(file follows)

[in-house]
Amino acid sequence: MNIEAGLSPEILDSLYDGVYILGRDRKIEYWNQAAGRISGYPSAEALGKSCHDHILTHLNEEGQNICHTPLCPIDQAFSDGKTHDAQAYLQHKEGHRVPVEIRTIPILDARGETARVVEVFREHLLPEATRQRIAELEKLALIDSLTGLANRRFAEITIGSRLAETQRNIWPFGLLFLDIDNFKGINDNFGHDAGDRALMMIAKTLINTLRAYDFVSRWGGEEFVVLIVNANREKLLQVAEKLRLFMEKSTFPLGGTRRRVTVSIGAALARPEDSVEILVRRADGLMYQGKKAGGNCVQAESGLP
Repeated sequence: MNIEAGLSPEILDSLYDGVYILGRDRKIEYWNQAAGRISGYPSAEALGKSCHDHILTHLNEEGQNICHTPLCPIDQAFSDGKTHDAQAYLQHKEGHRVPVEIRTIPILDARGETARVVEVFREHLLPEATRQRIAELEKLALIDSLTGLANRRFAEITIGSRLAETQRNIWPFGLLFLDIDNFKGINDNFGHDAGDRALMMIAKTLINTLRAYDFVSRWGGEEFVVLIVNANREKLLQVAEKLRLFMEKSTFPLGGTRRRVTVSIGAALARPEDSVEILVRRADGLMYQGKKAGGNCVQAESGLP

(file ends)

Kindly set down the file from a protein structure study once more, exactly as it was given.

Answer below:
[in-house]
Amino acid sequence: MNIEAGLSPEILDSLYDGVYILGRDRKIEYWNQAAGRISGYPSAEALGKSCHDHILTHLNEEGQNICHTPLCPIDQAFSDGKTHDAQAYLQHKEGHRVPVEIRTIPILDARGETARVVEVFREHLLPEATRQRIAELEKLALIDSLTGLANRRFAEITIGSRLAETQRNIWPFGLLFLDIDNFKGINDNFGHDAGDRALMMIAKTLINTLRAYDFVSRWGGEEFVVLIVNANREKLLQVAEKLRLFMEKSTFPLGGTRRRVTVSIGAALARPEDSVEILVRRADGLMYQGKKAGGNCVQAESGLP
Repeated sequence: MNIEAGLSPEILDSLYDGVYILGRDRKIEYWNQAAGRISGYPSAEALGKSCHDHILTHLNEEGQNICHTPLCPIDQAFSDGKTHDAQAYLQHKEGHRVPVEIRTIPILDARGETARVVEVFREHLLPEATRQRIAELEKLALIDSLTGLANRRFAEITIGSRLAETQRNIWPFGLLFLDIDNFKGINDNFGHDAGDRALMMIAKTLINTLRAYDFVSRWGGEEFVVLIVNANREKLLQVAEKLRLFMEKSTFPLGGTRRRVTVSIGAALARPEDSVEILVRRADGLMYQGKKAGGNCVQAESGLP